A historic Olympic competition will open Monday when 15 female ski jumpers from Canada, Austria, Norway, Slovenia and the U.S. take on the Vancouver Organizing Committee for the 2010 Winter Games, arguing they have a constitutional right under our Charter of Rights and Freedoms to compete next February. Ski jumping is the only Olympic sport that bars women from participating.
The biggest event these women have had to endure is the blame game: VANOC says it's the International Olympic Committee that's discriminating, the IOC says it's the Fédération Internationale de Ski, the FSI says it's the IOC - round and round they go in an old boys' relay race. At the end of the day, women are still shut out.
My first exposure to this sporting version of equality occurred when I was a bike racer in the 1970s and learned that women cyclists were not allowed to compete at the Olympics. No reason was given - and if we questioned why this was so, we'd be blacklisted. When we were finally allowed to compete in 1984, those who had fought for this right remained on the list, unwelcome on national teams.
At the 2008 Beijing Summer Games, countries were allowed to send as many as 11 men but only three women for the cycling track events - which may have been because there are seven events for men and, despite the 24 years since we gained entry, only three track events for women. Cycling is not alone. While female kayakers were allowed into the Olympics in 1948, there are only three events for them and nine for men. There are still no canoeing events for women at the Games.
While covering the Olympics last summer, I asked IOC member and former Union Cycliste Internationale president Hein Verbruggen why there were so few events for women cyclists. "I don't know," he said. "I guess it's historical."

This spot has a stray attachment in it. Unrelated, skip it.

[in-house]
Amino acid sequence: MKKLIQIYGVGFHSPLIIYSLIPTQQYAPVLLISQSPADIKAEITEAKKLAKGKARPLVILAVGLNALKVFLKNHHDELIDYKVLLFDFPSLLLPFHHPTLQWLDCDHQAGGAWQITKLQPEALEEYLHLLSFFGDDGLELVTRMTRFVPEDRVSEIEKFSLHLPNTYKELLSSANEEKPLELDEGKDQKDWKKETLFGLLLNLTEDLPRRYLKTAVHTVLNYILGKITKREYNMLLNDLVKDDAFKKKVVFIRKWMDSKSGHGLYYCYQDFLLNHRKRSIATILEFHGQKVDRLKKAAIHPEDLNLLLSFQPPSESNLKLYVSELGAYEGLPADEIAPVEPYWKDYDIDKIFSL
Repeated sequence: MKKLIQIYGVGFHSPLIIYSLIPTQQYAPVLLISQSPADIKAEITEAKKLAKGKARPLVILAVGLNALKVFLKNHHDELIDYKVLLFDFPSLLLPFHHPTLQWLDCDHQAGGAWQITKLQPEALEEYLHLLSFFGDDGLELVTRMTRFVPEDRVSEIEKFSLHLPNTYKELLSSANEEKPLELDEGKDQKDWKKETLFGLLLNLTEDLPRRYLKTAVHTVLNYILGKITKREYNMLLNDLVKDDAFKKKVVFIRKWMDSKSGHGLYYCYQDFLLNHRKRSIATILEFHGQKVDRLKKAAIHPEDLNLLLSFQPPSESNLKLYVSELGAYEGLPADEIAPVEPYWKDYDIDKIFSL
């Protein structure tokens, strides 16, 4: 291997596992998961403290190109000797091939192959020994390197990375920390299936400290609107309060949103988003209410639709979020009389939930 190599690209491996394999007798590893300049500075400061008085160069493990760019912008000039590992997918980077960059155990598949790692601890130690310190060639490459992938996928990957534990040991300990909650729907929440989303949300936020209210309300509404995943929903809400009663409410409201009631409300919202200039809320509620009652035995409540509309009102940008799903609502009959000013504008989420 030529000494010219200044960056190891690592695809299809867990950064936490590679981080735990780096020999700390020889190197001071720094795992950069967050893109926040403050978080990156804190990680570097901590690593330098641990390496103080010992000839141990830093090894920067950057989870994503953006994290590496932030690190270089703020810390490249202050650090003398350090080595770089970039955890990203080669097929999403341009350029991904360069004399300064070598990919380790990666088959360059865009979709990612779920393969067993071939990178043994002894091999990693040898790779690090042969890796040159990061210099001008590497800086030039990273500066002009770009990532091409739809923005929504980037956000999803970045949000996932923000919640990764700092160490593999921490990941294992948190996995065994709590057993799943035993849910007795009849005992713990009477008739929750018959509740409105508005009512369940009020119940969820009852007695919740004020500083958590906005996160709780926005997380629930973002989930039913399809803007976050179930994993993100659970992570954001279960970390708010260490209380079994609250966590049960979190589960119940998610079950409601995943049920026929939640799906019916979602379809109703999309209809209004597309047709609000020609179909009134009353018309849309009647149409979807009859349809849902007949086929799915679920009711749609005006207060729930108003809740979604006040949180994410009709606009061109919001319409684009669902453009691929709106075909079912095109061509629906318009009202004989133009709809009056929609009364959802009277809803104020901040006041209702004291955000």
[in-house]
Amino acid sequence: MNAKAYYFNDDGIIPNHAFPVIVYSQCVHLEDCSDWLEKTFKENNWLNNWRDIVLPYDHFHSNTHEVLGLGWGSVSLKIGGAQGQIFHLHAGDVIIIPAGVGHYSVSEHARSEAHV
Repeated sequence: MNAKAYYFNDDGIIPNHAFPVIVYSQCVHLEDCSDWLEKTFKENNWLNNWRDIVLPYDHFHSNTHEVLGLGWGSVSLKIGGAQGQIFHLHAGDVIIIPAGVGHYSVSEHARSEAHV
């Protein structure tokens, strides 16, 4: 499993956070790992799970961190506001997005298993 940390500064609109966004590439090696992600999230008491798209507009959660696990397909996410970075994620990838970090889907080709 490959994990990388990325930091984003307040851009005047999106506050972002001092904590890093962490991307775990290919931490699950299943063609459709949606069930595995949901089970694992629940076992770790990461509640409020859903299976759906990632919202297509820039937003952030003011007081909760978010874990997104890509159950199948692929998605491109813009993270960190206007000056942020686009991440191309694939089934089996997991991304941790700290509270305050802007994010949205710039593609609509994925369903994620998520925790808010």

In 1990, I tried discussing such inequities with IOC members at the International Olympic Academy in Olympia, Greece. For the first time, the academy - founded by the IOC in 1961 - was devoting its session to women at the Olympics. I was one of five women representing Canada and, one day at lunch, one IOC member told me that, in his country, they beat women who spoke out of line. After lunch, another reached into his pocket and pulled out a set of keys. "I am in cabin 22," he said, jingling the keys in my face. Toronto was bidding for the 1996 Games; he must have thought I'd been sent to convince him.
From world championship events in 1966 to just before the Sydney Games in 2000, women athletes had to wear a "femininity card" awarded only after they'd passed a test administered by the IOC. The first tests forced women to walk naked in front of a panel of doctors. Should these "experts" want further proof, they were allowed to do gynecological examinations. At the 1968 Olympics, the tests changed to buccal saliva swaths to determine the presence of only X chromosomes. They had a 20 per cent false positive rate; women athletes were told to feign an injury and go home.
Somehow, the combination of strength and femaleness has not yet computed for the IOC. There must be a biological flaw in women athletes, a tiny penis lurking somewhere. Sandi Kirby, chair of the University of Winnipeg's sociology department and a former Olympic rower, Berit Skirstad, of the Norwegian University of Sport and Physical Education, and others have lobbied for years to get these tests banned.
The fight for equality in sport is never-ending. Next year, while our women's hockey team tries to regain Olympic gold, other women are still fighting for their right to play.
Three years ago, in Vulcan, Alta., Chelsey Rhodes filed a complaint with the Alberta Human Rights Commission on behalf of her cousin, Cori Pasolli, when she was prevented from playing on the bantam boys' team she'd made. This nearly 20 years after the Supreme Court of Canada upheld Justine Blainey's right to play when the Ontario Hockey Association barred her from the all-boys team she made. The Vulcan Minor Hockey Association recently agreed that Ms. Pasolli could play - a little late considering that she now attends the University of Lethbridge.
Hockey Alberta is appealing. Someone there must be vying for a seat on the IOC.
Laura Robinson is author of Black Tights: Women, Sport and Sexuality.Report Typo/Error